Milwaukee Presbytery travels with Diaconia to Ukraine and Moldova
From May 8th to the 18th, Diaconia Connections will be taking four members of the Milwaukee Presbytery to Ukraine and Moldova to visit with partners there. Prior to the trip, the Milwaukee Presbytery published a small interview where our director, Jeremy Ault, spoke about the upcoming trip! His responses are below.
Jeremy, please briefly describe the purpose and parameters of the trip.
Diaconia Connections has invited a group of four individuals—Rev. Dee Anderson, Sarah Rand, Rev. Jim Rand, and Rev. Nicole Blanks—to travel with us to Ukraine and Moldova. The purpose of the trip will be to meet with our mission partners to learn about the ways in which we as an American Church can be of service and support to them.
We will be visiting 4 to 5 mission organizations. Each organization will expose our group to a different example of on-going mission work in that region of the world. We will be visiting ministries that care for the elderly, for orphans, and survivors of human trafficking; and we will also have the opportunity to visit two economic development groups. One of the groups, BIOS, works to strengthen the livelihood of rural farmers in Moldova, while the second, Habitat, engages in cross-cultural exchanges, business development, and peace interventions in Eastern Moldova, where the country has experienced both political and cultural tensions with the Russian-speaking minority who live there.
What are the collective goals for the journey? What are your personal goals?
One of my personal goals is to be reminded of the power and importance of global mission. For me, it’s really easy to forget how much impact we Presbyterians in Milwaukee can have across the world.
Images of suffering, of violence, of hopelessness, can easily breed within all of us a feeling that our work, our donations, and our mission don’t matter in the big scheme of things. And I want this trip to challenge that narrative. I want this trip to showcase the multiple ways churches in the United States and across the world have partnered together to stand up to violence, injustice, and apathy.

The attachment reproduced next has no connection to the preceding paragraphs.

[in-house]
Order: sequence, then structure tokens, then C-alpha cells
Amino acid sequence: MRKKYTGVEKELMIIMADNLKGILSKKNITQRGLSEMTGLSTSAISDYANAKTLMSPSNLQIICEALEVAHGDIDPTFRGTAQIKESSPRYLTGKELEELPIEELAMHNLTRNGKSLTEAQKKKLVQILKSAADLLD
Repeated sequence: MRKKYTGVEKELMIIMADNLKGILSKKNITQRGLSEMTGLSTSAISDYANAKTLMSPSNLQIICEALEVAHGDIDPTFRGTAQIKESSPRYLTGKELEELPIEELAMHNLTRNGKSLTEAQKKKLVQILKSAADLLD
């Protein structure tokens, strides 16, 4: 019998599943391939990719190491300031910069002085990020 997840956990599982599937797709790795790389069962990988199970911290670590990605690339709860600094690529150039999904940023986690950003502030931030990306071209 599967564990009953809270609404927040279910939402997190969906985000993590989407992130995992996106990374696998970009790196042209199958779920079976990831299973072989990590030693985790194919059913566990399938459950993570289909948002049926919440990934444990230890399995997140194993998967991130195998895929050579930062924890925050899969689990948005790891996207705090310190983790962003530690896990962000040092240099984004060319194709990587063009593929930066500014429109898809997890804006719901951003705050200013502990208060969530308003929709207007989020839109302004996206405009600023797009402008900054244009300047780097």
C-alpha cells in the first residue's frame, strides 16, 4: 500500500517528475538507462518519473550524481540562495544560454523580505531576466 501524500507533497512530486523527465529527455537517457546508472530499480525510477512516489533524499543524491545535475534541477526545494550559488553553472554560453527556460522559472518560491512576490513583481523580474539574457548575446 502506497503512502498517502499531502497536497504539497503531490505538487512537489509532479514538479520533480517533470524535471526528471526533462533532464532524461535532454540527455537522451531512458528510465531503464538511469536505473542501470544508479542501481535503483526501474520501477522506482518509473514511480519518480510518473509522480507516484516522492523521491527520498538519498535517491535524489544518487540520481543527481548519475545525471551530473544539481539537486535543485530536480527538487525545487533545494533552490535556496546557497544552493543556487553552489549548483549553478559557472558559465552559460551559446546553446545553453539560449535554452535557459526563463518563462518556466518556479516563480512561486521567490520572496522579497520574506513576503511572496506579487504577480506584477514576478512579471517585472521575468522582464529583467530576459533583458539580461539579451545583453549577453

For every story of suffering, there is a story of living. For every image of violence, there is an image of love. I want to find those stories on this trip. And, in turn, use that narrative to encourage greater mission action and service in Milwaukee and abroad.
How will this be of benefit to your congregation? To the Presbytery of Milwaukee?
For the past year, Diaconia Connections and the Milwaukee Presbytery have been discussing ways in which our two organizations can work together to promote mission and service. There are a lot of exciting opportunities.
One of our foundations as an organization is what we call our “Global-Local” articulation of ministry. We believe that a church grows when it looks beyond its own walls. And we believe that the Global Church is the most powerful catalyst for promoting peace and justice.
I believe that we have a lot to learn from our sisters and brothers in Moldova, in Ukraine, in Syria, in Nigeria, and in every other country on this earth. They have a lot to teach us about ministry, about what it means to be Christians in service to “The Kingdom.” They can provide insights into our own local circumstances. They can help us think creatively about racial injustice. They can help us develop actions to fight human trafficking. They can give us strategies to promote literacy and job readiness in some of our region’s poorest communities. They can introduce us to new models of farming that strengthen small, rural communities.
There is just so much that benefits our congregations by engaging in global mission…
What will be the challenges in meeting with people who live a different culture from your own?
Global travel is always fraught, of course, with the potential for misunderstanding. The two countries that we will be visiting have experienced a lot of political upheaval. They are two former soviet states and are heavily influenced by Russia. Navigating the political and economic realities of those two countries can be a challenge.
And I personally want to always be cognizant of how we as Americans are understanding and perceiving their stories. Ukrainians and Moldovans have a lot of pride and history, and I want to be respectful of that. It’s always important for me (as an American) that when I go on a mission trip, that I do so with humbleness, understanding, and respect. I would never want my good intentions to take away the self-respect or agency of any individual.